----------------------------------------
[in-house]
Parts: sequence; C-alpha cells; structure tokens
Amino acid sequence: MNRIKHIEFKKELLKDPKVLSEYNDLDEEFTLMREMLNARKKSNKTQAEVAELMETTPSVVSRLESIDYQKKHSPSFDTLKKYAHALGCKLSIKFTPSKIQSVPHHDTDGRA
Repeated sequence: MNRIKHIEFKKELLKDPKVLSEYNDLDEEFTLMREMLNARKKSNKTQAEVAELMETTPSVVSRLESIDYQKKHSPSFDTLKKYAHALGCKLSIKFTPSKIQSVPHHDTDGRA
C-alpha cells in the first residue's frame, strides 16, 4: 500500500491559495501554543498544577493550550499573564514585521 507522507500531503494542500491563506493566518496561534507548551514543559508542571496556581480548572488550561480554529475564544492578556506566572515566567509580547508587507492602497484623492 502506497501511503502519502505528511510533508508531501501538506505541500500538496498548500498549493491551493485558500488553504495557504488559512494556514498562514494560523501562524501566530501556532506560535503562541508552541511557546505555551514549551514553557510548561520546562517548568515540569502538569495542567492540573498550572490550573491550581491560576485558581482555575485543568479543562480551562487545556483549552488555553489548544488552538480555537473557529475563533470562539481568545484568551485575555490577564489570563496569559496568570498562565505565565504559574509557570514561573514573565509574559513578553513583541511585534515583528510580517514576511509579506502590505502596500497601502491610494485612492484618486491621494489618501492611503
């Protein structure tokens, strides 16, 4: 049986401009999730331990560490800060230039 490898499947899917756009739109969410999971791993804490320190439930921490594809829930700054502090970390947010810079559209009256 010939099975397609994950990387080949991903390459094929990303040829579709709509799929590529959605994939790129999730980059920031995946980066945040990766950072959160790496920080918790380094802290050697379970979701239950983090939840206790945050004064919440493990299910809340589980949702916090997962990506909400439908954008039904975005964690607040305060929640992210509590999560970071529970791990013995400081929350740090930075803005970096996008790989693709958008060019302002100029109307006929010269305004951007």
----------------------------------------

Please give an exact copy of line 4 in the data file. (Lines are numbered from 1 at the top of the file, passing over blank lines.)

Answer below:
Repeated sequence: MNRIKHIEFKKELLKDPKVLSEYNDLDEEFTLMREMLNARKKSNKTQAEVAELMETTPSVVSRLESIDYQKKHSPSFDTLKKYAHALGCKLSIKFTPSKIQSVPHHDTDGRA